Government defends decision to re-allocate council funding

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Indy Politics

The Government denied yesterday that it was "mugging Middle England" as it announced an overhaul of town hall finances in which cash will be redirected from the South to the North and Midlands.

The Government denied yesterday that it was "mugging Middle England" as it announced an overhaul of town hall finances in which cash will be redirected from the South to the North and Midlands.

The Tory party claimed that council tax bills for "ordinary families" in the South would have to rise to more than £1,000 a year because ministers had penalised shire districts.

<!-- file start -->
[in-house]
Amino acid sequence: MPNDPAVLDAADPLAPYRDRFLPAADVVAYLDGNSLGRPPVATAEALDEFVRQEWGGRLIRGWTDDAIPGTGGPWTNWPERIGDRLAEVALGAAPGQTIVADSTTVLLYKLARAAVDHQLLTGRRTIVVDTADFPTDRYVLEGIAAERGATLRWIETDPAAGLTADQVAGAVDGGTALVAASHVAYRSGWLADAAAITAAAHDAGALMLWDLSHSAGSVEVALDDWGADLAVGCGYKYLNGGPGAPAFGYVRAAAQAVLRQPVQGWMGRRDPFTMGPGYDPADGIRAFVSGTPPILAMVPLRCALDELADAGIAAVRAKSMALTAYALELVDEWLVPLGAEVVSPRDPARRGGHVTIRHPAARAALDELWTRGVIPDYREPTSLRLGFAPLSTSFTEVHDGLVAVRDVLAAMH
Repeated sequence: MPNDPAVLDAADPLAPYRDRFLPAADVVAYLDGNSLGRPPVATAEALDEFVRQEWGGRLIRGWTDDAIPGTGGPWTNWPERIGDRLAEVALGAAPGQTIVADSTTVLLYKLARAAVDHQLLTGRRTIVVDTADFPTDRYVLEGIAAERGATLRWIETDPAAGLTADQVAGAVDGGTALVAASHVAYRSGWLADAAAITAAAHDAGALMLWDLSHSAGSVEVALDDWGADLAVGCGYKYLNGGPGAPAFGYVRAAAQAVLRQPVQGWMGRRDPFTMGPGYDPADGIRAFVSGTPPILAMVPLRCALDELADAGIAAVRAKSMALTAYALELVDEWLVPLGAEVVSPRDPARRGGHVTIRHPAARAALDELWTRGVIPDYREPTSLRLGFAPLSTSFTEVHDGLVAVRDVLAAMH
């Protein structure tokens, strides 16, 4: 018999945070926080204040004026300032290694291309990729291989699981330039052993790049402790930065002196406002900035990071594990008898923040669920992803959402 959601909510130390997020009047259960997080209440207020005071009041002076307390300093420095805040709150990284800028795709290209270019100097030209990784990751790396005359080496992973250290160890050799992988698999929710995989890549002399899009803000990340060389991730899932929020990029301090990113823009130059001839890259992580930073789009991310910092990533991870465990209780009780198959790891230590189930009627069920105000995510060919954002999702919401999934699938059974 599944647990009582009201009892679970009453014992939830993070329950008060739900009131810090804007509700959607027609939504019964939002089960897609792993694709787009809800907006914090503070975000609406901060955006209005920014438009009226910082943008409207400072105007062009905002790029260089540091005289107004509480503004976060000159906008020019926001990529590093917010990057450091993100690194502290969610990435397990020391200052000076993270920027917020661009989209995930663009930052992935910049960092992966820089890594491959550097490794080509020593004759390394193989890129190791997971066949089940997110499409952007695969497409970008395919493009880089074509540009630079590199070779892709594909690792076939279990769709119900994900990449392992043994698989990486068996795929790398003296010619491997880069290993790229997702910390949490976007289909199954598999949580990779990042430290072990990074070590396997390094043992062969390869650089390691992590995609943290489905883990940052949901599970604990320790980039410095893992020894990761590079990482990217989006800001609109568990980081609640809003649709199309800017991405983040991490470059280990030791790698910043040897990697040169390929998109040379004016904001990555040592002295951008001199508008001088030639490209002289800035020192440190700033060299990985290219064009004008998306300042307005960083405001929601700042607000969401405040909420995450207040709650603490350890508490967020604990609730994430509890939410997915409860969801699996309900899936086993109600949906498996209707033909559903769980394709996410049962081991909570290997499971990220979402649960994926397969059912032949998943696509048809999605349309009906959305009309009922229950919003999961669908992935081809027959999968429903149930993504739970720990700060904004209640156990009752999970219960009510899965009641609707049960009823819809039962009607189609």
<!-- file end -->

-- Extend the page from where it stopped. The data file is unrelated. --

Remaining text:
Nick Raynsford, the Local Government minister, said a new system of distribution would be fairer because it would better reflect population density. He dismissed claims that grants for the South-east would be cut drastically as "scaremongering" and said council taxes need not rise if town halls were prudent.

The settlement, the first under the new system, will mean that local authorities will receive grants and business rates worth £51.2bn in 2003-04, an 8 per cent rise on this year. On average, the South-east will receive a 4 per cent increase in funding, compared with 7 per cent in the East Midlands and 6 per cent in the North-east.

Eric Pickles, the shadow Secretary of State for Local Government and the Regions, accused ministers of using a "stealth tax" to push up bills. "Labour are mugging Middle England," he said.

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